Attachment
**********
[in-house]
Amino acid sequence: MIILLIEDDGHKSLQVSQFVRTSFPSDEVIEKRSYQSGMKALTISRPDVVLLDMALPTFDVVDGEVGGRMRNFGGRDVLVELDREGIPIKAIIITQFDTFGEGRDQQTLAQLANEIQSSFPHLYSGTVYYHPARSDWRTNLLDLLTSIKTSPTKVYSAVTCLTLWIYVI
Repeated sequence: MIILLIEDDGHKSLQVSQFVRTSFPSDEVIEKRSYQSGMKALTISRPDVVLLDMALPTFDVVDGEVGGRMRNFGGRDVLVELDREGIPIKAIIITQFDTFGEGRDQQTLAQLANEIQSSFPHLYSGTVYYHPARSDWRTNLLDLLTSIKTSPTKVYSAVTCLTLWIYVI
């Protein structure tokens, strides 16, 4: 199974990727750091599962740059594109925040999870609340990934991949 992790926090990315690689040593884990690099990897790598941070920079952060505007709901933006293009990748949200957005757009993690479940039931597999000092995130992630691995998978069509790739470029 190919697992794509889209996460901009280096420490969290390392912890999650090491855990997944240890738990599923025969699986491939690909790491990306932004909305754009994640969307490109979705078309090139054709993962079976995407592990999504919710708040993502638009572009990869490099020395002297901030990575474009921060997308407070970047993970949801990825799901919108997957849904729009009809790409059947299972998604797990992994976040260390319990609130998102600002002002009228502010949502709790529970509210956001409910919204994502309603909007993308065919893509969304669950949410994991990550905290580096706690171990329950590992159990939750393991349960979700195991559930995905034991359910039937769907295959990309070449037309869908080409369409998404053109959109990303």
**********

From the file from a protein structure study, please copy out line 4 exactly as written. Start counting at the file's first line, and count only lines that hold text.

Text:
């Protein structure tokens, strides 16, 4: 199974990727750091599962740059594109925040999870609340990934991949 992790926090990315690689040593884990690099990897790598941070920079952060505007709901933006293009990748949200957005757009993690479940039931597999000092995130992630691995998978069509790739470029 190919697992794509889209996460901009280096420490969290390392912890999650090491855990997944240890738990599923025969699986491939690909790491990306932004909305754009994640969307490109979705078309090139054709993962079976995407592990999504919710708040993502638009572009990869490099020395002297901030990575474009921060997308407070970047993970949801990825799901919108997957849904729009009809790409059947299972998604797990992994976040260390319990609130998102600002002002009228502010949502709790529970509210956001409910919204994502309603909007993308065919893509969304669950949410994991990550905290580096706690171990329950590992159990939750393991349960979700195991559930995905034991359910039937769907295959990309070449037309869908080409369409998404053109959109990303």